Take time to focus on mental health by Paula Anderson The month of May was recognized as Mental Health Awareness, but the focus on mental health continues every single day. Brandy Flynn, founder and executive director of Breaking the Barriers of Mental Health, hosted her 5th annual Mental Health Brunch on May 26 at the Great Hall Conference Room.
“It is now time for us to have the conversation about mental health. Not only do we need to talk about (it) but we also need to listen and learn about it,” said Flynn.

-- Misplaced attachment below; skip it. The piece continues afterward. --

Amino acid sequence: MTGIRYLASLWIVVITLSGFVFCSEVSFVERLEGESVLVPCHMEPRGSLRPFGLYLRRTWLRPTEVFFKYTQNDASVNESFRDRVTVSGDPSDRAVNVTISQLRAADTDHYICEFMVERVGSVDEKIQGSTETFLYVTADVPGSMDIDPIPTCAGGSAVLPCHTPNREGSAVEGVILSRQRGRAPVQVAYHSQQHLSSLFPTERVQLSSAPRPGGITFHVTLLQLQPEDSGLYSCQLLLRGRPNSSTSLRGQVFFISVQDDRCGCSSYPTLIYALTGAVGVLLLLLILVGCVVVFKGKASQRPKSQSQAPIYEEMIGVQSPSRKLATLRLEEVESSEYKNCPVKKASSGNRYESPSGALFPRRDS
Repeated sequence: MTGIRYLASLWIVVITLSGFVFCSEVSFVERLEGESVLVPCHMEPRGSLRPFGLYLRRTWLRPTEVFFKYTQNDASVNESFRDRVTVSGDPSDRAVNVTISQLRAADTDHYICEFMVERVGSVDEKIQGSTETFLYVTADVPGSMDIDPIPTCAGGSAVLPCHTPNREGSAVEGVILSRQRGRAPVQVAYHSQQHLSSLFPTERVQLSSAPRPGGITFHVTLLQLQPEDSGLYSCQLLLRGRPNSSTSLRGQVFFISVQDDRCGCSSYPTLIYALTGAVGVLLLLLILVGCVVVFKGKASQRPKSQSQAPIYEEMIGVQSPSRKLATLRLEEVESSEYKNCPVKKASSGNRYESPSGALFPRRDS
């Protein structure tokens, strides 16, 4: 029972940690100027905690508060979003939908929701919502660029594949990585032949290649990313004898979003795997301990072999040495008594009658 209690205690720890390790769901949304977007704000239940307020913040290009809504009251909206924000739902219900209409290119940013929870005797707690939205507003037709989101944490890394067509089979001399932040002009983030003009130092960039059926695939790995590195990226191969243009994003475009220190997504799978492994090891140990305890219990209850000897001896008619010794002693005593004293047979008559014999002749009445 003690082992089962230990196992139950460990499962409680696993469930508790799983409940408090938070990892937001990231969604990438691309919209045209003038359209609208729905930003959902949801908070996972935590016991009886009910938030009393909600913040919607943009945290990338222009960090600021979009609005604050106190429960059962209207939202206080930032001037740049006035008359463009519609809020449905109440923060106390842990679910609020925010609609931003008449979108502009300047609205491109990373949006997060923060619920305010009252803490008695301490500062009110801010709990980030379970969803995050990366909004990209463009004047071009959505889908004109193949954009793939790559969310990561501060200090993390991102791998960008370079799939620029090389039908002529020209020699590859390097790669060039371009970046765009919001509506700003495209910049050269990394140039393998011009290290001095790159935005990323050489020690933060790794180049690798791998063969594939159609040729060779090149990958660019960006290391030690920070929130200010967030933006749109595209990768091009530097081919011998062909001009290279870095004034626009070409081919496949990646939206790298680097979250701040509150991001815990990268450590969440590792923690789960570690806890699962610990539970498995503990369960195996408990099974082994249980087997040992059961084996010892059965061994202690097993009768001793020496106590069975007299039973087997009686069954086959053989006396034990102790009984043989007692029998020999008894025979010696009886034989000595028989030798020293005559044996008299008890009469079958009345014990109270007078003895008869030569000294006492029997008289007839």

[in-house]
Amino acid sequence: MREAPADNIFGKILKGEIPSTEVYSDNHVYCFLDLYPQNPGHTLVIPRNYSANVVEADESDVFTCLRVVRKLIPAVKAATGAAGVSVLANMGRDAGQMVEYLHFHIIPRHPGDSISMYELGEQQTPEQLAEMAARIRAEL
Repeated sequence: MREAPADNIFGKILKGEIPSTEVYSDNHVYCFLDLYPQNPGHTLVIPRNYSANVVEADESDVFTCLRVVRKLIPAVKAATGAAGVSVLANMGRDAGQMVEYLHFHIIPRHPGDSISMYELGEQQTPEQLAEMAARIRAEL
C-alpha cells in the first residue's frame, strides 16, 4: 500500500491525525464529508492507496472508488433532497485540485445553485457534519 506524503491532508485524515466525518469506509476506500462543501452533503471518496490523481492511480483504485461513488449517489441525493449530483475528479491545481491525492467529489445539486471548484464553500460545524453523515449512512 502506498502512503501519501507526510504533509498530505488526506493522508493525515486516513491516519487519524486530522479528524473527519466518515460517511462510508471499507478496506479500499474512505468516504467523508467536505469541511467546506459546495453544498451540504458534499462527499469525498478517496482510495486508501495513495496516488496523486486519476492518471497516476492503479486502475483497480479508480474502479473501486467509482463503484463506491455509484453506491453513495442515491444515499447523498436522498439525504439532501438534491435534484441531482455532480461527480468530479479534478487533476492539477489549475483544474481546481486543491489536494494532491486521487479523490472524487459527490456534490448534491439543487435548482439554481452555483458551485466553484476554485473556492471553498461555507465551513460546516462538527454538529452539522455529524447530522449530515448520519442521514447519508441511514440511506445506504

Flynn started hosting monthly panels with community partners years ago to help increase awareness and exposure about mental health issues. She said, “An opportunity was created and I received a lot of positive feedback and decided to form a nonprofit.” Mental illness is a “touchy subject” and she finds ways to make the topics less intimidating. “Fun activities help to remove the barriers of discussing serious topics,” added Flynn. In the month of July, she hosts a Karaoke Day Party at a local venue. This is an opportunity for entrepreneurs to advertise their businesses and learn about mental health at the same time. The event is in the planning stages and offers business owners a chance to connect. George Johnson, real estate agent said, “Last year, I supported Brandy’s Karaoke Day Party because I wanted to support a worthy cause and gain exposure for my business.” “I was able to network with a few people and talk to them about real estate.” One of the ways to deal with mental issues is to speak openly about your feelings and emotions. Some people have an issue talking with a therapist, but they will use social media as a platform for expression. Flynn describes an incident where a young lady stated that she wanted to kill herself on Facebook (R) and she intervened. “A post was made on social media from the young lady stating that she no longer wanted to live. While others were saying the cliche statement “ pray about it.” Flynn said, “I decided to pick up the phone and call her. The young lady was crying and yelling about an incident that just happened and started to go into more in-depth issues that she was dealing with. I felt that it was very urgent for the young lady to seek help so she was able to speak to someone in the house to have them (take her) to a psychiatric hospital. Unfortunately the young lady took the pills while the plans were being made, but with quick thinking I was able to call 911 and they arrived in a timely manner. Now this young lady in enjoying life to the fullest.” She also recently spoke to the Memphis Association of Black Journalists (MABJ) about mental health awareness. “Brandy’s presentation was very up-close and personal,” Montee Lopez, president of Memphis Association of Black Journalists said. “In lieu of a slide show presentation, she offered the membership a one-on-one conversation about the importance of taking care of us.” “Mental health is important. So is protecting your peace. So often, journalists forget to do that. We often see things that can’t be unseen, hear things that can’t be unheard.” “Learn to love yourself, keep yourself sane. Learn how and when to take a step back. That job is going to be there with or without you.” Flynn is a graduate of Jackson State University. She received a bachelor’s degree in Criminal Justice and a master’s degree in Guidance and Counseling. She speaks regularly for local organizations. To learn more about her services, please visit her website @ http://www.brandyjflynnccs.com. Paula Anderson is a freelance journalist. She can be reached at firstname.lastname@example.org. Photo Credit: Wiley Brown